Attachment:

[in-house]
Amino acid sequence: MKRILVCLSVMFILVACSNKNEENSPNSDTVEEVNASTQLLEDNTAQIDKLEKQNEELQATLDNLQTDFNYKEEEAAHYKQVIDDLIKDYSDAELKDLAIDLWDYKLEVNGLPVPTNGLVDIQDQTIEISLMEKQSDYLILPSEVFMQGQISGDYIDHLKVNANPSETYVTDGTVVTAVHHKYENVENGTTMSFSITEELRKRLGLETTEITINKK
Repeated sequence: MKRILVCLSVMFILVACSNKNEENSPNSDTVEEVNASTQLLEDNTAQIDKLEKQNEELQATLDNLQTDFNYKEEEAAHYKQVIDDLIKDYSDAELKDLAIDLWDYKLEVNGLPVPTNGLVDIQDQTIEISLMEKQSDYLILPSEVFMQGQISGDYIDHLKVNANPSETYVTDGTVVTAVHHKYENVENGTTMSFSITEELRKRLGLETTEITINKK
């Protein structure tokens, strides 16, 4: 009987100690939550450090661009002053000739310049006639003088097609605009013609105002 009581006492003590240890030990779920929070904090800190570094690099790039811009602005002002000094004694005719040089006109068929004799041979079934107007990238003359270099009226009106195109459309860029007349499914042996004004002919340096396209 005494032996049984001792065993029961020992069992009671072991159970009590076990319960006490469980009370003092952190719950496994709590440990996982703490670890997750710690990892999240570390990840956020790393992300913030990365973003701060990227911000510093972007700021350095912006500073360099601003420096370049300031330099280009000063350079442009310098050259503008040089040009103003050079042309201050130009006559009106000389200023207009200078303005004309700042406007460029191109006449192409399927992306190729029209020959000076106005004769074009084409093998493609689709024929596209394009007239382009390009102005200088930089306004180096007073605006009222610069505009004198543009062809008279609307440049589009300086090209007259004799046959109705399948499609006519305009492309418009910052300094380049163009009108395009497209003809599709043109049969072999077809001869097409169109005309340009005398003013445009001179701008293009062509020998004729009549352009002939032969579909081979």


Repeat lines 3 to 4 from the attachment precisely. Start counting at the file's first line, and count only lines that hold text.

Repeated sequence: MKRILVCLSVMFILVACSNKNEENSPNSDTVEEVNASTQLLEDNTAQIDKLEKQNEELQATLDNLQTDFNYKEEEAAHYKQVIDDLIKDYSDAELKDLAIDLWDYKLEVNGLPVPTNGLVDIQDQTIEISLMEKQSDYLILPSEVFMQGQISGDYIDHLKVNANPSETYVTDGTVVTAVHHKYENVENGTTMSFSITEELRKRLGLETTEITINKK
């Protein structure tokens, strides 16, 4: 009987100690939550450090661009002053000739310049006639003088097609605009013609105002 009581006492003590240890030990779920929070904090800190570094690099790039811009602005002002000094004694005719040089006109068929004799041979079934107007990238003359270099009226009106195109459309860029007349499914042996004004002919340096396209 005494032996049984001792065993029961020992069992009671072991159970009590076990319960006490469980009370003092952190719950496994709590440990996982703490670890997750710690990892999240570390990840956020790393992300913030990365973003701060990227911000510093972007700021350095912006500073360099601003420096370049300031330099280009000063350079442009310098050259503008040089040009103003050079042309201050130009006559009106000389200023207009200078303005004309700042406007460029191109006449192409399927992306190729029209020959000076106005004769074009084409093998493609689709024929596209394009007239382009390009102005200088930089306004180096007073605006009222610069505009004198543009062809008279609307440049589009300086090209007259004799046959109705399948499609006519305009492309418009910052300094380049163009009108395009497209003809599709043109049969072999077809001869097409169109005309340009005398003013445009001179701008293009062509020998004729009549352009002939032969579909081979």